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About this book

Short story publishing is flourishing in the twenty-first century and is no longer seen as a poor relation of the novel. But what is a short story? And how do you write one? Robert Graham takes you through everything you need to know, from how a writer works to crafting and editing your own fiction.

This heavily revised edition features new chapters by contemporary fiction writers. Stressing the importance of reading broadly and deeply, the book includes a wide range of prompts and writing exercises. It teaches you how to read as a writer and write like somebody who has read. You will learn the elements of craft you need to produce short stories, and one of the key writer’s disciplines: reflecting on your own work. Whether you are a student or an experienced author, this book will teach you how to write short stories – and reflect on the creative processes involved.

The book features chapters from writer-teachers James Friel, Rodge Glass, Ursula Hurley, Heather Leach, Helen Newall, Jenny Newman, James Rice and Tom Vowler.

Table of Contents

How a Writer Works

Frontmatter

1. How a Writer Works

Abstract
Many people believe that our creative practice divides into two categories, however we label those categories. It has been suggested that producing great writing was 99 per cent perspiration and 1 per cent inspiration, but this is the division of creativity we’re talking about: between the work that the imagination produces and the labour that goes into producing the finished whole. Oscar Wilde argued that genius was an infinite capacity for detail, which, like the inspiration/perspiration proverb, suggests that the balance lies firmly on the side of effort. Most informed opinion, however, indicates a more even split between inspiration and perspiration – that creativity involves both stages. The process is one of having an idea and then fashioning it into shape. In writing fiction, the first stage is the imagining. This comes from the same place as your dreams: the unconscious mind.
Robert Graham

2. Writers’ Habits

Abstract
In the forthcoming chapters, I’m going to be looking at some essential disciplines – notebooks and journals, reading as a writer, reflection, etc. – but first I want to examine writers’ habits. The distinction between a discipline and a habit may be too subtle; perhaps what I mean by habits are just disciplines that I want to be emphatic about. You can decide. The fundamental writers’ habits are reading and writing, so let’s start there. Stephen King’s opinion on the importance of reading and writing is often quoted, which is probably a good enough reason to quote it again: ‘If you want to be a writer, you must do two things above all others: read a lot and write a lot. There’s no way around these two things that I’m aware of, no shortcut.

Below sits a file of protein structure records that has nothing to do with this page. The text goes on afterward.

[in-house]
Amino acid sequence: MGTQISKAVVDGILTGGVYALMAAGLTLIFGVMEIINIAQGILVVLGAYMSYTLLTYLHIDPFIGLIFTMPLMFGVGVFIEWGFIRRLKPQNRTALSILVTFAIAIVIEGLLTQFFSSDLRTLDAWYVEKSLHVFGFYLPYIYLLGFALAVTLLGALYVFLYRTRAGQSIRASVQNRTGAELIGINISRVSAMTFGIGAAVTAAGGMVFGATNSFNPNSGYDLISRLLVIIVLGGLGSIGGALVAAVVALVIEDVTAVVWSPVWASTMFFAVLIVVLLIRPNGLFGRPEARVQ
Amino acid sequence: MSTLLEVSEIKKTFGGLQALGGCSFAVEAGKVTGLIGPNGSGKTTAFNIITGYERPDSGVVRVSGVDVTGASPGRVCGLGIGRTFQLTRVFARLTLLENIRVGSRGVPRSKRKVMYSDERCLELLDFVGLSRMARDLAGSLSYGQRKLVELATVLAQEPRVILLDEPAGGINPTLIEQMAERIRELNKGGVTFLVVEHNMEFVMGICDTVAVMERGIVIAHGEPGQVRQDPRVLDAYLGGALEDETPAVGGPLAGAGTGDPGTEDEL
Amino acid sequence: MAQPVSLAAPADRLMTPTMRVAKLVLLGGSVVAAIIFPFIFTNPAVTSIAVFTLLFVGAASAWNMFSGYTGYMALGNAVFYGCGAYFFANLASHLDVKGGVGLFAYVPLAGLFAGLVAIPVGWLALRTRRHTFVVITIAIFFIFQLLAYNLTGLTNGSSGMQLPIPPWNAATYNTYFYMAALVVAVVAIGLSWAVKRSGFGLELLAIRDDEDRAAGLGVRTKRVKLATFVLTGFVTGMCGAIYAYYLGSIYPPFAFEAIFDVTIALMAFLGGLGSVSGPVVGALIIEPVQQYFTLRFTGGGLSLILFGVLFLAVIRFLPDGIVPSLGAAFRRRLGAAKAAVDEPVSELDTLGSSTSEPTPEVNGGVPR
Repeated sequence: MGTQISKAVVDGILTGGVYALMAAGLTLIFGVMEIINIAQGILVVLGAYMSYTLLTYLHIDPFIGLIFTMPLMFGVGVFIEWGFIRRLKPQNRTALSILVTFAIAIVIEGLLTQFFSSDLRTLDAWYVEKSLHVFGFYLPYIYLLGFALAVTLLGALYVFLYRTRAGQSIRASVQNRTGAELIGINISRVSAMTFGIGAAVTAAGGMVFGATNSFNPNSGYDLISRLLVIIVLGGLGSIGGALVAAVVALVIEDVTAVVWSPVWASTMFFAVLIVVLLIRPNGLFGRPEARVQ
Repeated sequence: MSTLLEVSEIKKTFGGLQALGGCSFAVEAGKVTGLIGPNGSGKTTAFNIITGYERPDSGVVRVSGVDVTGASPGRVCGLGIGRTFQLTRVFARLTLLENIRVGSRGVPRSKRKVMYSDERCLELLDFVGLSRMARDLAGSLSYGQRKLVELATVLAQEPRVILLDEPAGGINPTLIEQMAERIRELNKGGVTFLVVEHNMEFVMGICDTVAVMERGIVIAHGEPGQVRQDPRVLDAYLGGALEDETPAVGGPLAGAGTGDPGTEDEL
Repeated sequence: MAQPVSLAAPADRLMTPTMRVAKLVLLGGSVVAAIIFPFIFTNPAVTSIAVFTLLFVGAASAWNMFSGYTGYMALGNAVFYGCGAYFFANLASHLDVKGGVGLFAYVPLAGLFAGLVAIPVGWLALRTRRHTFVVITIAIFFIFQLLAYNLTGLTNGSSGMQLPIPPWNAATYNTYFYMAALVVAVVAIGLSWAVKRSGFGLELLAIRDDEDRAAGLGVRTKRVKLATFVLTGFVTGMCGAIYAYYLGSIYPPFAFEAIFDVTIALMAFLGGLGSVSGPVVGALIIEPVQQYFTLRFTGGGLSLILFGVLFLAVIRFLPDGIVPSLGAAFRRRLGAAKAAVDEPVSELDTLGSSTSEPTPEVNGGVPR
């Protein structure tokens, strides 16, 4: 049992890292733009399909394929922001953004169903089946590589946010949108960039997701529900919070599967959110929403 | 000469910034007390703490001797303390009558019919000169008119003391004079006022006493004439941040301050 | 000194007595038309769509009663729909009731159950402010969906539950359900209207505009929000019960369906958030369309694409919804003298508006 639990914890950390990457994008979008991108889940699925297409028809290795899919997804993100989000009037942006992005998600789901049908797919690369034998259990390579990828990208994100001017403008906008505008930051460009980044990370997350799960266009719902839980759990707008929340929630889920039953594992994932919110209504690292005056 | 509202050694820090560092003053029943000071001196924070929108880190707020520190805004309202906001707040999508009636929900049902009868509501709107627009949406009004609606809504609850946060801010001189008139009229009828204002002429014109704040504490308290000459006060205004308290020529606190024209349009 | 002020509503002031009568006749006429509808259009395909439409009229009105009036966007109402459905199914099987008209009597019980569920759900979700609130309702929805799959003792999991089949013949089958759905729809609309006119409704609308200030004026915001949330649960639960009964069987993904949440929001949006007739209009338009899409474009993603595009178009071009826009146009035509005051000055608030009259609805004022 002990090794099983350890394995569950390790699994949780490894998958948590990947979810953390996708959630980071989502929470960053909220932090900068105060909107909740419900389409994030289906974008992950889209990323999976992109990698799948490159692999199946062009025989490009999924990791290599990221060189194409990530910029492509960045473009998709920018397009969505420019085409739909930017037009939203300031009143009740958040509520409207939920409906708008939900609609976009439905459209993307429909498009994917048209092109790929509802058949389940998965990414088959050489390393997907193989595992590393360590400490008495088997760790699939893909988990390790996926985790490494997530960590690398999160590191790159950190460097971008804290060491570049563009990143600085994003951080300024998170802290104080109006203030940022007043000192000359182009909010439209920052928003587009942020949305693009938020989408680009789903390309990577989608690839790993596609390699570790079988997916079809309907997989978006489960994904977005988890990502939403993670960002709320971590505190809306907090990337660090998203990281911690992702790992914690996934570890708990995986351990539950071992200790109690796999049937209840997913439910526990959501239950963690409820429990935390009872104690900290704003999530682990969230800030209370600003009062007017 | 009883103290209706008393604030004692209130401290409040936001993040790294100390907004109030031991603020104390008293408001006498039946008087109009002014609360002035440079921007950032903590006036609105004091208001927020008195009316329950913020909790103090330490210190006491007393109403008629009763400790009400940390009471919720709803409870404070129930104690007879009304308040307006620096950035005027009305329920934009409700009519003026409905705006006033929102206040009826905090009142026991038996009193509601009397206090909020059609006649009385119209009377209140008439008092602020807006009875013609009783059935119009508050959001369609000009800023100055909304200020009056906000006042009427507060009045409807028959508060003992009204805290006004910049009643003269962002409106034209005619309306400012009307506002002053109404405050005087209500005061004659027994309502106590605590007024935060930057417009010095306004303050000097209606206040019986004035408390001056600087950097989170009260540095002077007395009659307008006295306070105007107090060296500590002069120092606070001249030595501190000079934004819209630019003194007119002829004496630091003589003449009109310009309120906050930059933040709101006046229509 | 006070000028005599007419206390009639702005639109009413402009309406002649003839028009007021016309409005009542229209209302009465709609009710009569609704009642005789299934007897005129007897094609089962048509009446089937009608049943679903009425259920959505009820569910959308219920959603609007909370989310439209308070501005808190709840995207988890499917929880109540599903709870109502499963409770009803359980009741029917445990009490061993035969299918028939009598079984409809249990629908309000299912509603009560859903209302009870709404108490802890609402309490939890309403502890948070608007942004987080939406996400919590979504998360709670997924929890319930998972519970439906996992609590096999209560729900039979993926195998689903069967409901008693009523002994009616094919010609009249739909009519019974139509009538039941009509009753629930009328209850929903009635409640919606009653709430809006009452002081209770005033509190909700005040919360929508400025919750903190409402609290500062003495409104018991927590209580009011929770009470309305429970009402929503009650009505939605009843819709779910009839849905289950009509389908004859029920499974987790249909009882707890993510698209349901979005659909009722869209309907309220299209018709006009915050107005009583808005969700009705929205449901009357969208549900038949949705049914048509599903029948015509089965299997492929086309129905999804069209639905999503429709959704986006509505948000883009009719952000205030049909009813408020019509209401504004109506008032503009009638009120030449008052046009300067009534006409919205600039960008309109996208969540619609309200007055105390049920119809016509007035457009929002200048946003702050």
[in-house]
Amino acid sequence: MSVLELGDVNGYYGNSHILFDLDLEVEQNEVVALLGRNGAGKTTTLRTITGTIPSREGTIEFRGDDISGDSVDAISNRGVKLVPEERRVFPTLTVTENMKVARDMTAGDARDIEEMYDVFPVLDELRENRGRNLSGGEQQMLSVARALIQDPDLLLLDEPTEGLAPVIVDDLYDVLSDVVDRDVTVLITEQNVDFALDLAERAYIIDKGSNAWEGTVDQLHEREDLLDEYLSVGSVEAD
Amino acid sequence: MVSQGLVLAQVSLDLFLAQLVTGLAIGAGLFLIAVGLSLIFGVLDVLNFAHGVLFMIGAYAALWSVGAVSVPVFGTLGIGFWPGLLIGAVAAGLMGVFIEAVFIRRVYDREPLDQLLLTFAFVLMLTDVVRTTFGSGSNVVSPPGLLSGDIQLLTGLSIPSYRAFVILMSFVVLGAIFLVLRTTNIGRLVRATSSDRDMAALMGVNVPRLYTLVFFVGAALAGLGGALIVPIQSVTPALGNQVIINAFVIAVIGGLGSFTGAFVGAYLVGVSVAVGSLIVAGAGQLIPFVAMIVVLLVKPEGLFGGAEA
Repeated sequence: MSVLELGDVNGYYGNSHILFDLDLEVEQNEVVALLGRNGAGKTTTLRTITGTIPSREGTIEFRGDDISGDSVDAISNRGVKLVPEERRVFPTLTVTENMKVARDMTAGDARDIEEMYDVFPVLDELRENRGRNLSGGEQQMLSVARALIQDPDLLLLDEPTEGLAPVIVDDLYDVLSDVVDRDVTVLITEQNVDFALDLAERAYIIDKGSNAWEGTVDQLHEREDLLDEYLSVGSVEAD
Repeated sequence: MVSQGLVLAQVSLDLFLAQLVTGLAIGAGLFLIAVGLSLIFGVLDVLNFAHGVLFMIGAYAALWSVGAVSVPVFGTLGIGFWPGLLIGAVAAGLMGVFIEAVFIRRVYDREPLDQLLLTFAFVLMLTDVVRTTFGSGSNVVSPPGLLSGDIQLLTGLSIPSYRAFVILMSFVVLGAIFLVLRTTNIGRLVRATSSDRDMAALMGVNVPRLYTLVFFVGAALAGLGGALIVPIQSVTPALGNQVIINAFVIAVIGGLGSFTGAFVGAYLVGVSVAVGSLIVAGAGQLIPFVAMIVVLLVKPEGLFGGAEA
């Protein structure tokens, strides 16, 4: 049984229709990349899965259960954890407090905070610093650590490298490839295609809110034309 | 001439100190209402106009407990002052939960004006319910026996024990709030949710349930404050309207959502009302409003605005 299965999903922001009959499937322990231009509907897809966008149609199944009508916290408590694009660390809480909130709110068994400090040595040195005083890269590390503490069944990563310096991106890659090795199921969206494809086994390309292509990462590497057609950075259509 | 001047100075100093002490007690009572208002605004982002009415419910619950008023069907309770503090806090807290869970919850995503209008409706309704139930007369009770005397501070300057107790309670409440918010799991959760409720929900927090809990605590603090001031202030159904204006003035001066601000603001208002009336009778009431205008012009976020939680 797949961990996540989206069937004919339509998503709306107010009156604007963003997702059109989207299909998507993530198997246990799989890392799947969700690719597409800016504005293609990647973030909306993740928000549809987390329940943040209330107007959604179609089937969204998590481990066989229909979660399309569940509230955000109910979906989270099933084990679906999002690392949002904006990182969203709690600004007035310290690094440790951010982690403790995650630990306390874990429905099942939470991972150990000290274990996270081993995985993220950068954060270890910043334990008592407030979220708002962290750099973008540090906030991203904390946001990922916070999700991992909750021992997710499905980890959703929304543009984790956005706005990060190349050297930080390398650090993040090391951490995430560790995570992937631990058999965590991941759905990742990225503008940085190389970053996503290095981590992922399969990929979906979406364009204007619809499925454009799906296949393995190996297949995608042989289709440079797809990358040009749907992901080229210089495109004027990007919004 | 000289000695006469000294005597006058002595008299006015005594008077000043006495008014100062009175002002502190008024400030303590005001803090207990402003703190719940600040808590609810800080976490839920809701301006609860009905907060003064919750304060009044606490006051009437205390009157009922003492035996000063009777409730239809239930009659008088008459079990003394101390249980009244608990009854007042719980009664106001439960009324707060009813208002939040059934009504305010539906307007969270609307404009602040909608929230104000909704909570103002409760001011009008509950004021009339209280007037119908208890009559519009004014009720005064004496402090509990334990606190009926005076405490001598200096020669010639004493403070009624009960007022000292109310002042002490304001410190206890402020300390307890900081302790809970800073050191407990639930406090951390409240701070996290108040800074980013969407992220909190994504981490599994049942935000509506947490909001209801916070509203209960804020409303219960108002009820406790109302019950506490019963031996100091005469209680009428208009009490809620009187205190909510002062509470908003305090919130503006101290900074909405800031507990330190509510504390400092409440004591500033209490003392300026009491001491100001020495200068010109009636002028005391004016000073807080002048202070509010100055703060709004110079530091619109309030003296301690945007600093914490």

Robert Graham

3. Making Notes

Abstract
Why do 100-metre sprinters train? In part to keep fit, but perhaps mainly so that they are prepared for the events in which they will compete. Same deal with concert pianists: they practise in order to perfect their technique, to keep their fingers supple, to learn to keep in time, and it’s all preparation for the occasions when they will perform. Every time you sit down to write fiction you are giving a performance. If you want to perform to the best of your ability, you need to practise, practise, practise – which is certainly part of what writers use notebooks for. John Fowles says, ‘I am a great believer in diaries, if only in the sense that bar exercises are good for ballet dancers.
Robert Graham

4. Keeping Journals

Abstract
The habit of keeping a writer’s journal is another key writer’s discipline. Apart from anything else, it is where you assemble the resources that will become your fiction. In Words Fail Me, Patricia T. O’Conner says that ‘a writer with good material is one who never lets a useful nugget slip away … A titbit doesn’t have to be earth shattering to be worth saving. It only has to be useful. Being faced with beginning to keep a writer’s journal may provoke a number of questions: What does a writer’s journal look like? Where do you keep it? How do you use it? How is it different from using a notebook? Before starting, though, let’s get one thing out of the way: your journal and your notebook are not two separate things. Inevitably, your notebook may form part of your journal. You might organise your practice that way, or, if you’re like me, there’s no distinction between the two.